Ever since I did the restaurant design tour with Paul Kelly, I've been thinking a lot about colour and appetite. One thing that he said was that certain colours were better for stimulating the appetite than others. One that wasn't was blue. I looked at my blue table and blue plate and I was wondering if it could work subtly to suppress one's appetite to avoid over eating.
It would probably help if the person weren't a glutton like I am.
I'm still trying to eat healthily as I'm quite liking being able to access my whole wardrobe again. And ceviche is a great dish to serve to anyone who wants flavour but doesn't want a heavy meal. It's just right for our warm weather too.
So I dished this up on our blue table on the blue plates hoping that some miracle would occur and I'd pick at it and leave most of it behind. Of course that didn't happen and I finished my whole plate eagerly before going for seconds.
This ceviche is based on a recipe from my friend Ute who served it up one New Year's Eve. Ceviche is a Peruvian and Mexican dish and they take it very seriously. This is perhaps what they might consider a non traditional version because they usually only use lime juice in theirs while I used lemon, lime and orange juice and I also added ginger and sesame too. The acidic citrus juices cook the fish so that it turns opaque yet the fish still remains juicy and never dry. It's a beautifully refreshing dish that no amount of psychological tampering can mess with. Trust me, I've tried ;)
So tell me Dear Reader, what do you think of colour psychology? Would blue put you off food? What colour are your every day plates at home?
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Three Citrus Ceviche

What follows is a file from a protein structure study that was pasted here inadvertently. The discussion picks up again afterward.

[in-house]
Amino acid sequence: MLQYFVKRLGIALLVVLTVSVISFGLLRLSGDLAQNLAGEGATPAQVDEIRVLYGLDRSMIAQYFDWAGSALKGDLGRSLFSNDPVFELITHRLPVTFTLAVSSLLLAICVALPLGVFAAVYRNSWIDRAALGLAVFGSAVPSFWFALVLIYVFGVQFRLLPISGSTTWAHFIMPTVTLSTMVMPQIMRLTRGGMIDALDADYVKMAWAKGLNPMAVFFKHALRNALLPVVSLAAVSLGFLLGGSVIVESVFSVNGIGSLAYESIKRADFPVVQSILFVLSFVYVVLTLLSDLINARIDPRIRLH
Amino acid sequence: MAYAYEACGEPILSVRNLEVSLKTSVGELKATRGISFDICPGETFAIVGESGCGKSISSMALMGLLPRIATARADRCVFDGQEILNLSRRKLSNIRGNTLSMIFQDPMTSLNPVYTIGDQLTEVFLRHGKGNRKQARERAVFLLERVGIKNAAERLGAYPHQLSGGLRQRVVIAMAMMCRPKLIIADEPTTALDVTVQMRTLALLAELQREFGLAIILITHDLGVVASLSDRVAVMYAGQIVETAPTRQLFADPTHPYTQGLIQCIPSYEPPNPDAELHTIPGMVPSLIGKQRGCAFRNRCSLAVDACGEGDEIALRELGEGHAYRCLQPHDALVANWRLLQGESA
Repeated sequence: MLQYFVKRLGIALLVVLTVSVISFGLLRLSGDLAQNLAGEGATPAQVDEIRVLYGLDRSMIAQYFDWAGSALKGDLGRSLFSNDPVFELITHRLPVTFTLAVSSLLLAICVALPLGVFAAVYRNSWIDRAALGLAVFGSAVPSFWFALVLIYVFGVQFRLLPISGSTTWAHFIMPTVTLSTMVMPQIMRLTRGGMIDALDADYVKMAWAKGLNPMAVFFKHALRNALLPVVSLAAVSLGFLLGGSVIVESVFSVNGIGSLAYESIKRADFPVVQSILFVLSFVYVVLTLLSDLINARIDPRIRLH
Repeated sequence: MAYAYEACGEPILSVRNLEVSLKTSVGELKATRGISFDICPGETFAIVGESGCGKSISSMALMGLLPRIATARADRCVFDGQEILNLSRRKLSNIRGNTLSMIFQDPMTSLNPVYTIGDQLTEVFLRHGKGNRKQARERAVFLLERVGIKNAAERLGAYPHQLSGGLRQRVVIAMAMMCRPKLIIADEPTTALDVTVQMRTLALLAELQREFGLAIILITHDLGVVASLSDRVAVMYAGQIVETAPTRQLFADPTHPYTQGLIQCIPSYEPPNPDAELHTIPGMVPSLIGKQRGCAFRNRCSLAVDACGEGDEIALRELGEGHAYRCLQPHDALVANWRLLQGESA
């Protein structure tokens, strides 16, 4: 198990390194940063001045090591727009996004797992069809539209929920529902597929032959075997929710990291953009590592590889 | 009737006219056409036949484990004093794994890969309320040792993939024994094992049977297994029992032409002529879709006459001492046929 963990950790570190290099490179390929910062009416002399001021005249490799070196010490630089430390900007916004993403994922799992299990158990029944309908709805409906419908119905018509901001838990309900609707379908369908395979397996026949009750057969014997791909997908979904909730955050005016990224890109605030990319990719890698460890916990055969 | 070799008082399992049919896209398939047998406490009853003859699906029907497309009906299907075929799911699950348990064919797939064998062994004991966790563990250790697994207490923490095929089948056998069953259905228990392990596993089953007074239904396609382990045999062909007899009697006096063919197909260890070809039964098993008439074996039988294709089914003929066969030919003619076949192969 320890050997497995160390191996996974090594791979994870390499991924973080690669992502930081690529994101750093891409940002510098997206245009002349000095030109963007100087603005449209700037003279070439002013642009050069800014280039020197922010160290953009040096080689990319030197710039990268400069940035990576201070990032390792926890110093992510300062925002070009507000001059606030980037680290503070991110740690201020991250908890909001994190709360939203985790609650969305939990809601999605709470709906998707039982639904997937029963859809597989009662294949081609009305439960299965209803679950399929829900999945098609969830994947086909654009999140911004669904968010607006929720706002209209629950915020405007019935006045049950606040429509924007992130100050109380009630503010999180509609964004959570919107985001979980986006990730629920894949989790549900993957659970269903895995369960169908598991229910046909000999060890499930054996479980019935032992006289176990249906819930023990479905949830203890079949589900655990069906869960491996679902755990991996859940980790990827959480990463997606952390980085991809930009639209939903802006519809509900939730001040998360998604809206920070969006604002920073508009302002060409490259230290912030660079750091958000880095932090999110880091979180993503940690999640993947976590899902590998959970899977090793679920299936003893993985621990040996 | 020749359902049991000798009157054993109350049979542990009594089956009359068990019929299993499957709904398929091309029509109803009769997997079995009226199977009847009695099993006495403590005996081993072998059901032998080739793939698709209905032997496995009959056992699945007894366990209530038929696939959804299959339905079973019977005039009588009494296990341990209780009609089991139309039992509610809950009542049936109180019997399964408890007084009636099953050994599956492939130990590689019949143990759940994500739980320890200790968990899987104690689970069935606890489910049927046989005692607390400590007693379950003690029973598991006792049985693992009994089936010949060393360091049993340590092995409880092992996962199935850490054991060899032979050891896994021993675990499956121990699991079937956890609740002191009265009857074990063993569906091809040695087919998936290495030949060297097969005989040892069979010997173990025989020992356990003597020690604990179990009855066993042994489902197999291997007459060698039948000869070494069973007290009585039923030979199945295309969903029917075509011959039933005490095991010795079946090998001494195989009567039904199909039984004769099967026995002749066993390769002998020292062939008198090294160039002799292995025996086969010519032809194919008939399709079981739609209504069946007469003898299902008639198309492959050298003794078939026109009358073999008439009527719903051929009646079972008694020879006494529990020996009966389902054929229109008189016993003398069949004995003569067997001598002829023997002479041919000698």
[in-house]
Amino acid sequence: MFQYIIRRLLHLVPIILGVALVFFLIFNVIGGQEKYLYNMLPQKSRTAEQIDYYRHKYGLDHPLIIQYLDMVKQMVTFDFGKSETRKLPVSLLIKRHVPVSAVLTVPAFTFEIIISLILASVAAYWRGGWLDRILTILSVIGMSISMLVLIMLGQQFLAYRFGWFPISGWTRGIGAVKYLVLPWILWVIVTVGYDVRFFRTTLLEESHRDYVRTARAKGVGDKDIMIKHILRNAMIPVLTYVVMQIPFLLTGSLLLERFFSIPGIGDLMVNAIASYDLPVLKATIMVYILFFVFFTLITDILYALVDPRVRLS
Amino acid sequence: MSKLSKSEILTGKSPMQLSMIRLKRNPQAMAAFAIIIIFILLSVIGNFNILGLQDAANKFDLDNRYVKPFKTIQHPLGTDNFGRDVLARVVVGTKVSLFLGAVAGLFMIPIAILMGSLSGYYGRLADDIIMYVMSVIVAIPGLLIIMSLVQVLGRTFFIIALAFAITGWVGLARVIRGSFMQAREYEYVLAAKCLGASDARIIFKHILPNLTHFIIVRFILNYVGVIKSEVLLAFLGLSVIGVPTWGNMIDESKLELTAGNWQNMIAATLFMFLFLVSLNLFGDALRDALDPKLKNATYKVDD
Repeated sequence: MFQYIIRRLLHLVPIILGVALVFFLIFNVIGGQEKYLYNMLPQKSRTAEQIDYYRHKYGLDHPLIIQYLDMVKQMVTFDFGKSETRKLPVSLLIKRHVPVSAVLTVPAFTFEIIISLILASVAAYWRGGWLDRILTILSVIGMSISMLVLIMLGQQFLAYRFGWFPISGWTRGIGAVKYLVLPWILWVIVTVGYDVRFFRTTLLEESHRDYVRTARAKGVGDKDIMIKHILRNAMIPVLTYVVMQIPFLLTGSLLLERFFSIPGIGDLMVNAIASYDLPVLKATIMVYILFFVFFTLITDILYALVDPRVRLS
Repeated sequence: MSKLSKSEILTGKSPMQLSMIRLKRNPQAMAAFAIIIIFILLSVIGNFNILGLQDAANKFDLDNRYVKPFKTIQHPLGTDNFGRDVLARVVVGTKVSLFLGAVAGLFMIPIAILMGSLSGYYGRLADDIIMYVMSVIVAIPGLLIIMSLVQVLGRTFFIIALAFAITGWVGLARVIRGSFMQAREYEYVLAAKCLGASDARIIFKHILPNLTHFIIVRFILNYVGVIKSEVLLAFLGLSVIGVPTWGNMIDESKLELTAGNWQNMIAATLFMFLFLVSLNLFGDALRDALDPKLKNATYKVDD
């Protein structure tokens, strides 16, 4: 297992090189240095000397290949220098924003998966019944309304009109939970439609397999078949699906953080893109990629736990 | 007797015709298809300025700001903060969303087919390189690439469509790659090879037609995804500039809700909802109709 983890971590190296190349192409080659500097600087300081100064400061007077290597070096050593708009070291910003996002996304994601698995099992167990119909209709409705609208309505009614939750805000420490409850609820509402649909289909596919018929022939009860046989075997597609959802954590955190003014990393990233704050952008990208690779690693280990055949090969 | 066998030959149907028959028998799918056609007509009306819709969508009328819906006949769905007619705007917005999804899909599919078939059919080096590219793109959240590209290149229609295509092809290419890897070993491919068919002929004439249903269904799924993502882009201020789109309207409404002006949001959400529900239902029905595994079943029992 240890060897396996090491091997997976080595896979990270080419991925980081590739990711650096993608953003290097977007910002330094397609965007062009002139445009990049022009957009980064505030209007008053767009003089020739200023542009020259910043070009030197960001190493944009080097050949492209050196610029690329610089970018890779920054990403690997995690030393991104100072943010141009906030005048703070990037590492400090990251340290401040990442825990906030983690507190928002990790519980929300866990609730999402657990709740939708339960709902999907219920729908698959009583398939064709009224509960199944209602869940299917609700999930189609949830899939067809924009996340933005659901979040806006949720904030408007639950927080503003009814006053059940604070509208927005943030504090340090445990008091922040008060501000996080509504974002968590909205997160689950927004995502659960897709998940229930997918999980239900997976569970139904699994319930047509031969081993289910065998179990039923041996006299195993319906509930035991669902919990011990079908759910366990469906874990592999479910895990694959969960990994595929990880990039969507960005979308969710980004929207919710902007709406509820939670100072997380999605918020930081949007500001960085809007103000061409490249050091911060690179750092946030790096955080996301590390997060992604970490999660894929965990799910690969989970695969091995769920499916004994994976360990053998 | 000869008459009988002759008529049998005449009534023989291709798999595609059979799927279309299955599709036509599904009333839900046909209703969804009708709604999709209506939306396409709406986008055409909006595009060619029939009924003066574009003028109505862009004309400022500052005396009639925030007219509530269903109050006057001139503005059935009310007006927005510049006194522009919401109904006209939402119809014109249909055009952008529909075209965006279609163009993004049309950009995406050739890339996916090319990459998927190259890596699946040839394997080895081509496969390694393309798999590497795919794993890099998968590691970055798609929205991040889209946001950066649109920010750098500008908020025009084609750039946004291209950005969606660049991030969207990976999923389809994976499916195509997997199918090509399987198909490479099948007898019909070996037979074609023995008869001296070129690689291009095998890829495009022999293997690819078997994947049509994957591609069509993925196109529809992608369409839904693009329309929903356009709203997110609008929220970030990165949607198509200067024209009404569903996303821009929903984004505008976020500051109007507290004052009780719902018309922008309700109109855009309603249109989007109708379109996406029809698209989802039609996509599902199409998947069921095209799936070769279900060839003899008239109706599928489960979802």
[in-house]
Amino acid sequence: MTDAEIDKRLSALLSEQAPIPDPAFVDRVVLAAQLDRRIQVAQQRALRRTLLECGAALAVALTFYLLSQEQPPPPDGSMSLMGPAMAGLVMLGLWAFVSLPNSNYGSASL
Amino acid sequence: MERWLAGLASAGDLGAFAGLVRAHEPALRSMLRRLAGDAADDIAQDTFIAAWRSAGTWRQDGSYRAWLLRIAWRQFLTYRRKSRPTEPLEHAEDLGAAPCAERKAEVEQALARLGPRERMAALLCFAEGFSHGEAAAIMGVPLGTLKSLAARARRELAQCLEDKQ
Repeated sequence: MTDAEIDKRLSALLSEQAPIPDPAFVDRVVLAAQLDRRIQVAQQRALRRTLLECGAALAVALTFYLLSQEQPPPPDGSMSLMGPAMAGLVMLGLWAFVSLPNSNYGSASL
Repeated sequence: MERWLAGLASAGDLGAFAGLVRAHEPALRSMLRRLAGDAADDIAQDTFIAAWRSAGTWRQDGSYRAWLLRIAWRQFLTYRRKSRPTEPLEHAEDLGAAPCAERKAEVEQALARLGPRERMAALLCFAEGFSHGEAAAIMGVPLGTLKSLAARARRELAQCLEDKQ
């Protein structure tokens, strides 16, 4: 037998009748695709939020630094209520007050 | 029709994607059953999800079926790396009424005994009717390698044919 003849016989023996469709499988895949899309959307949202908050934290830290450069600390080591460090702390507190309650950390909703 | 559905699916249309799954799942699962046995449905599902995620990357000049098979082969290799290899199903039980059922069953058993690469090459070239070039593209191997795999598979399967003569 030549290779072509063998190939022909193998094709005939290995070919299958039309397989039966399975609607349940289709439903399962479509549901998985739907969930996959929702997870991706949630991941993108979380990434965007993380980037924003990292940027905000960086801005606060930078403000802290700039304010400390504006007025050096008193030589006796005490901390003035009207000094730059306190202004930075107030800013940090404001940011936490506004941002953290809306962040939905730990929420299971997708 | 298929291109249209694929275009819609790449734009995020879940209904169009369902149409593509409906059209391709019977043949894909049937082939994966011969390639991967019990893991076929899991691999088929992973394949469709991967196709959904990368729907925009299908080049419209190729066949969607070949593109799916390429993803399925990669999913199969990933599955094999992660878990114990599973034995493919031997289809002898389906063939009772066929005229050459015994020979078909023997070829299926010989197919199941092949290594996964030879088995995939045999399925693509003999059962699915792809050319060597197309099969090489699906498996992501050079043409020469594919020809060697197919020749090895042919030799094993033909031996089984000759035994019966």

- 500g/1 pound sashimi grade salmon or kingfish
- 3/4 cup freshly squeezed lime juice
- 1/2 cup freshly squeezed lemon juice
- 1/2 cup freshly squeezed orange juice
- 1 red onion, peeled and finely diced
- Salt to taste
- 4 coriander roots, washed well and some leaves
- 1 teaspoon Japanese pickled ginger, finely chopped (like the pink slices you get with sushi)
- 1 large red chilli, diced
- a few drops of sesame oil
Tip: when trying to extract as much lime juice as possible, roll the whole limes on the kitchen counter putting your body weight into rolling the lime. This helps them to release their juice.
Buyer's Tip: you can often find Japanese pickled ginger in supermarkets in a small plastic packet
Step 1 - In a glass or ceramic bowl, strain the lime, lemon and orange juice into the bowl - you don't want the fleshy bits of fruit as they will remain after you strain it. Add the diced Spanish onion. Cut up the sashimi into small cubes and mix so that all pieces are coated. Cover with cling wrap and place in the fridge for up to three hours (at least 30 minutes).
Before the citrus juice cooks it
Step 2 - Drain the ceviche of the juice. The onion will remain and place in a large bowl. Wash the coriander roots well and chop finely and add to the ceviche along with a small amount of leaves. Add the pickled ginger, chilli, sesame oil and season with salt to taste.
After the citrus cooks it, the fish turns opaque